7 - How often is your website updated? Is this the place to go for readers to learn more about your work?
Sadly, www.bobbynash.com is not updated nearly often enough and is sorely out of date. I am currently working on it, but I’m probably going to have to get some professional help to get it just right. My Nash News blog at http://bobby-nash-news.blogspot.com is updated fairly regularly. You can see all of my book covers and synopsis at www.comicspace.com/bobbynash. I have other social media/promotional sites as well and you can find links to them on these sites.
8-And you are very active in the BHW forum - does the fact that there is this community between BHW writers help you at all in your own writing.
Absolutely. When I was writing Shadows On The Horizon for A Fistful Of Legends, there were a few writers on the BHW group who kindly gave me feedback, offered critiques, and answered questions. Even before the anthology opportunity came along the group was very welcoming to me, even though I was not writing westerns when I joined.
The group is also very good about posting links to websites that might prove of interest, which helped with research. One thing about the BHW group that I really appreciate is how many of the writers help promote one another. It is not uncommon to see one writer posting praise for another writer’s book on their personal blog or site. That type of mutual support is amazing.
9-Tell us about any future projects.
I have several short stories scheduled to appear in anthologies in 2010. The Green Hornet Chronicles from Moonstone Books features tales from the 60’s Green Hornet TV series. Secret Agent X (vol. 4) and Ravenwood: Stepson of Mystery (Vol. 1) are pulp anthologies from Airship 27 Productions and Cornerstone Books. Tales From The Zero Hour: Weird Tales from Blinding Force Productions features stories that are a little out there. Mortis Tree is a collection of stories from multiple genres including my science fiction tale.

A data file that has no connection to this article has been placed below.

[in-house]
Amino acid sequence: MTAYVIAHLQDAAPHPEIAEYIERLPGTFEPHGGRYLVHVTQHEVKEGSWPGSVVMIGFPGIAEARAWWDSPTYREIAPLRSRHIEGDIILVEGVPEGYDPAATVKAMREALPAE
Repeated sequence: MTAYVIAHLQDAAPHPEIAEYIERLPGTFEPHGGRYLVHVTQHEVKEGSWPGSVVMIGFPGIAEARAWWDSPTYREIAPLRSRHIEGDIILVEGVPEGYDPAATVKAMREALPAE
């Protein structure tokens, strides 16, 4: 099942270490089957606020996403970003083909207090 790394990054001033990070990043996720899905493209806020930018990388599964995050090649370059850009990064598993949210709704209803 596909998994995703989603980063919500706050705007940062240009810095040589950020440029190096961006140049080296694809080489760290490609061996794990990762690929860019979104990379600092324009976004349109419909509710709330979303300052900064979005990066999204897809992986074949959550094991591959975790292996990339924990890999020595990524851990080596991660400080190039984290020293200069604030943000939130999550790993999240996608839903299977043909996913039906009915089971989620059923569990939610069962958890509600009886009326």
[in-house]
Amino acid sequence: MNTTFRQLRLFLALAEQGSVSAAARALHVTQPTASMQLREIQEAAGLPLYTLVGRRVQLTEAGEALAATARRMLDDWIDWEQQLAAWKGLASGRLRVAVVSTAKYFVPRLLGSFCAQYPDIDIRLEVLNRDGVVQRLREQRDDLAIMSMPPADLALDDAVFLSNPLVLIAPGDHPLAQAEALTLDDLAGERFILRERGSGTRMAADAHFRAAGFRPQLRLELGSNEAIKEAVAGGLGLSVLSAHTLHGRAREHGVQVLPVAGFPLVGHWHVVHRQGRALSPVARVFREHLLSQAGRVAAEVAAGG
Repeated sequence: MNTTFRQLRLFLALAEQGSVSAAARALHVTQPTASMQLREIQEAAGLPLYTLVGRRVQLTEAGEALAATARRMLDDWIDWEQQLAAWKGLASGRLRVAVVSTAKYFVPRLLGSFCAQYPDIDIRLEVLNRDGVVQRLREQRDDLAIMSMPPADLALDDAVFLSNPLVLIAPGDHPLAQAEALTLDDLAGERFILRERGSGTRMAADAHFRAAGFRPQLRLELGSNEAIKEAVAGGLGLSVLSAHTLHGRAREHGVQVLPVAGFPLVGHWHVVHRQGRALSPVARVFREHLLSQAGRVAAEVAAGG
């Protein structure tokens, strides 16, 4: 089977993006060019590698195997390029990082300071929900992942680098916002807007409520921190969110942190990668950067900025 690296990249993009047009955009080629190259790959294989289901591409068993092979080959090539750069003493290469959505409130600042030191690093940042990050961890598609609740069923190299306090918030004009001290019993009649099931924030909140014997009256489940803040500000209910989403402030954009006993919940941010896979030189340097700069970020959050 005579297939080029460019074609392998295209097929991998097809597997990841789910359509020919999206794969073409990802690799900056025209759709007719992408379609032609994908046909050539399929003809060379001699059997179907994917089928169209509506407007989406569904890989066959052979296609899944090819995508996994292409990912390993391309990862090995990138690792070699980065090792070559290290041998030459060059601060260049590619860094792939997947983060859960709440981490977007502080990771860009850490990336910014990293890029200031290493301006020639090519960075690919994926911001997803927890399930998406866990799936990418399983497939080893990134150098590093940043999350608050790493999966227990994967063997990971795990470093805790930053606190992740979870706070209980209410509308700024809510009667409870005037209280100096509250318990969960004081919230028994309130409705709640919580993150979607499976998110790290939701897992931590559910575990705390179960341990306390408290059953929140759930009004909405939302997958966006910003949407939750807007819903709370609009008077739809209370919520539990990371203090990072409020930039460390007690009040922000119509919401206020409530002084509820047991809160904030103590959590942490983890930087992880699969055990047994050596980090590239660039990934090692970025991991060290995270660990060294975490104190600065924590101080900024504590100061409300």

I have some comic book and graphic novel titles coming in 2010 as well. Yin Yang is a super heroic adventure graphic novel coming from Arcana Comics 2nd quarter of 2010. Operation: Silver Moon is an on-going supernatural spy series set during World War II from Post Mortem Comics. I plan to collect the Life In The Faster Lane comic strips I write and draw into a comic book edition this year as well. Other titles are currently being shopped around to publishers.
I’m also working on several novels that I plan to complete this year. Blood Shot, Games!, and Evil Intent (the sequel to my first novel, Evil Ways) are thrillers that are each pretty far along. After that I have plans for a Lance Star: Sky Ranger novel called "Cold Snap," a crime novel, a western, and more. I also have a sci fi novel at a publisher for consideration. Fingers crossed.
10 - Finally - desert island western - film and book
Film: Tombstone. Book: This one’s tough. Probably Lonesome Dove because I’ve heard so many good things about it, but haven’t read it yet.
Thanks, Gary. This was a fun interview.